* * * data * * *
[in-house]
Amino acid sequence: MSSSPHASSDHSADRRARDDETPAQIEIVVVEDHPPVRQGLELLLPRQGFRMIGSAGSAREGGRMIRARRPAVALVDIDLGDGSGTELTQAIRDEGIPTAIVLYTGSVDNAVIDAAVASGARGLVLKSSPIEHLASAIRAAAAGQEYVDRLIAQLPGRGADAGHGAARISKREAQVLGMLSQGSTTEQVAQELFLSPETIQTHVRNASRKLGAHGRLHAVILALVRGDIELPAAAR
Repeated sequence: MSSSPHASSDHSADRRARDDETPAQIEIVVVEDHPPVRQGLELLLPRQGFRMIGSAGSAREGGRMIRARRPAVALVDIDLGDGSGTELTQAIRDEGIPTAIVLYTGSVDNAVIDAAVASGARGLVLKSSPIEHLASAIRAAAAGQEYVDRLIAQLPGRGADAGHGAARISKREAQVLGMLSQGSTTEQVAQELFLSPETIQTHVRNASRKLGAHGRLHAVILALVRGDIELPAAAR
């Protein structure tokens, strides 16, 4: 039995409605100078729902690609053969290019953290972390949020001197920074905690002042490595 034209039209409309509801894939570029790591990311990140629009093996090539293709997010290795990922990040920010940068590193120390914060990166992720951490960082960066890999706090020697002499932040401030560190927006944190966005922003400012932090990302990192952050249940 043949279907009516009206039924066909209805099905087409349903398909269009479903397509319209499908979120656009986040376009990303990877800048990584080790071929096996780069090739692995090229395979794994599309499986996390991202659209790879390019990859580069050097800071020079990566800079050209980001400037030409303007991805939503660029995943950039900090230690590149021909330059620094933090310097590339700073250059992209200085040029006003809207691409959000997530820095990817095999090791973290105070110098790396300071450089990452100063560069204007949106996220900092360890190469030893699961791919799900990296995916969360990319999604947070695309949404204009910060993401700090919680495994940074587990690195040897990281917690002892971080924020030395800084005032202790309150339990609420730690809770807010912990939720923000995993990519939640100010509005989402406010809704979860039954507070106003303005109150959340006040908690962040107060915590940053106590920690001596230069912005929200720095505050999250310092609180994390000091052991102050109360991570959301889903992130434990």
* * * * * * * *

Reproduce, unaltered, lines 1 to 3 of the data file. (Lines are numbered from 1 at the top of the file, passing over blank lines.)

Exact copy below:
[in-house]
Amino acid sequence: MSSSPHASSDHSADRRARDDETPAQIEIVVVEDHPPVRQGLELLLPRQGFRMIGSAGSAREGGRMIRARRPAVALVDIDLGDGSGTELTQAIRDEGIPTAIVLYTGSVDNAVIDAAVASGARGLVLKSSPIEHLASAIRAAAAGQEYVDRLIAQLPGRGADAGHGAARISKREAQVLGMLSQGSTTEQVAQELFLSPETIQTHVRNASRKLGAHGRLHAVILALVRGDIELPAAAR
Repeated sequence: MSSSPHASSDHSADRRARDDETPAQIEIVVVEDHPPVRQGLELLLPRQGFRMIGSAGSAREGGRMIRARRPAVALVDIDLGDGSGTELTQAIRDEGIPTAIVLYTGSVDNAVIDAAVASGARGLVLKSSPIEHLASAIRAAAAGQEYVDRLIAQLPGRGADAGHGAARISKREAQVLGMLSQGSTTEQVAQELFLSPETIQTHVRNASRKLGAHGRLHAVILALVRGDIELPAAAR